• @MichaelKohne Sure, but then again, souldn't you as well use the development tools as back tehn in an environment like back then? Modern development tools - as exist for old platforms can't realy be on topic, as their issues are modern as well. And it did matter what environment was used, as at least I had to buy several machines back then just to have the right development environment. So that's part of preserving the whole item, not just one tine part. – Raffzahn Sep 28 '18 at 20:50
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    @Raffzahn - I disagree primarily because I think it's fine to limit one's interest to a subset of retro things (such as a console), and not want to fool with old PCs (or emulation thereof). Certainly, of course, I give huge respect to those who cobble up an entire antique toolchain to do stuff, but I don't think it's reasonable to refuse to help those who don't want to go through all that. In other words: as long as the objective is something retro, I think the question is valid and on-topic. – Michael Kohne Oct 1 '18 at 12:10
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    @MichaelKohne I perfectly do understand the reasoning here, and I use as well not only modern hardware, but also many modern tools (dies Notepad count?) to handle old(ish) stuff. The fine line here is just that any question about these modern tools and their implications are off topic - unless they are specific retro related. Unlike you make it look, this is not about refusing help about retro isues, it's about keeping focussed. E.g. Emulator questions are good, Eclipse questions are not. There (many) are other SE sites about todays issues. – Raffzahn Oct 1 '18 at 12:20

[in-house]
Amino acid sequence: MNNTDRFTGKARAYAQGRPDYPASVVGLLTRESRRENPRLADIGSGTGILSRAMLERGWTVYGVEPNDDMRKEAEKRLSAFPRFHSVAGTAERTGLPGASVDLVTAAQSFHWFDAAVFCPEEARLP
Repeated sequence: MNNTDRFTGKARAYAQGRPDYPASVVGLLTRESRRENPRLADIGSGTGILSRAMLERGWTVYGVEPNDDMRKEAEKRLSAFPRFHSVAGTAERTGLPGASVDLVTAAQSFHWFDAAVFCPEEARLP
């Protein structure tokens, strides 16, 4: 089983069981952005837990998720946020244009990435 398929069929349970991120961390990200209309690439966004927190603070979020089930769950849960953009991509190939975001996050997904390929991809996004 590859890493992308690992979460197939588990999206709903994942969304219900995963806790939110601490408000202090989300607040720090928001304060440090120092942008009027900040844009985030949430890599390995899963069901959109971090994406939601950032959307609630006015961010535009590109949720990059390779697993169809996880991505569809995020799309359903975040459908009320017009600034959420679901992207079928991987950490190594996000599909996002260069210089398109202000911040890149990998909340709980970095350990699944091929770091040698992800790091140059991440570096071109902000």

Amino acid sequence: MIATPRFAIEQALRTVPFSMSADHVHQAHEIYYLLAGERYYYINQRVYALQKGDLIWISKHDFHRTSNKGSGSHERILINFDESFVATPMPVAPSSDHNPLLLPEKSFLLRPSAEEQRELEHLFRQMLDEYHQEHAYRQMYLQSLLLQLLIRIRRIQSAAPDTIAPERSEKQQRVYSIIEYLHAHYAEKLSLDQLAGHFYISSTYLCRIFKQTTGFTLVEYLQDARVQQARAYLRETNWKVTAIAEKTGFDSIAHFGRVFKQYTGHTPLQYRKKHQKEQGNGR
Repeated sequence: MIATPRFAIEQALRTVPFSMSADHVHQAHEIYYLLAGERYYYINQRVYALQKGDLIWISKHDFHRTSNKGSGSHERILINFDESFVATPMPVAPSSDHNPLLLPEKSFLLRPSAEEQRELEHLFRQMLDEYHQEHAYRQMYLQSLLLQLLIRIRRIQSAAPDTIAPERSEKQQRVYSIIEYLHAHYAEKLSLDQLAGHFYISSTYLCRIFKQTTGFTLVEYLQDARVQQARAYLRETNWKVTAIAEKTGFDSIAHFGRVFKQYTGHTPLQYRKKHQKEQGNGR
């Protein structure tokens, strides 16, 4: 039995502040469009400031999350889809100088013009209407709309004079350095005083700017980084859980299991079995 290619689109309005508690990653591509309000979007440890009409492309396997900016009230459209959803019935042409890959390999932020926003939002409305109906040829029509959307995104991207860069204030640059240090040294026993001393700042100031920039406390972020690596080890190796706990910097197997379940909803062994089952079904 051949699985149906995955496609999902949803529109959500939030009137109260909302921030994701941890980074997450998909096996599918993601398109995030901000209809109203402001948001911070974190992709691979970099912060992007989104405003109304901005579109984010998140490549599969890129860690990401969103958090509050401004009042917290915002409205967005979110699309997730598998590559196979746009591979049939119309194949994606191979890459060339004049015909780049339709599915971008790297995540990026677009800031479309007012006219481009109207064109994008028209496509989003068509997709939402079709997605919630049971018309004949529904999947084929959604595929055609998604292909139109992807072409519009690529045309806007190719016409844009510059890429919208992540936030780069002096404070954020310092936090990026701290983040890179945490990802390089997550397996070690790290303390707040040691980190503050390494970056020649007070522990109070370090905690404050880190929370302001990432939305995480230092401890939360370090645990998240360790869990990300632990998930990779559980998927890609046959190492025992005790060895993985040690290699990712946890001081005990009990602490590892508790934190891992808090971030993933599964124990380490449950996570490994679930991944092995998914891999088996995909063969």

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    I must, in fairness, also note that questions about programming tools ARE on-topic on stackoverflow.com. So it wouldn't be unreasonable of you to argue that things that are really 'new' tool questions might be candidates for moving to SO. – Michael Kohne Oct 3 '18 at 18:08
  • @MichaelKohne sounds like a good common ground here. – Raffzahn Oct 3 '18 at 18:48
  • I likewise think that it's really important to know how to build things in a modern environment. Often you have a chain of dependancies that you have to bootstrap somewhere and that means building something with a modern tool chain in order to build older and older stuff to get where you need to be. – Alan Cox Oct 5 '18 at 23:28
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    @AlanCox It's a gray area where sensible decisions are needd. Above question is a bit like why a Word 2.0 macro doesn't work in Word 2016 (is that a thing?) and if Word 2019 is a valid replacement. Not a question about the old stuff or its usage, but the new software. Isn't it? Or how would you regard a question about LLC file formats asked by someone who wants to use (today's) LLC infrastructure to produce F8 code? – Raffzahn Oct 6 '18 at 9:30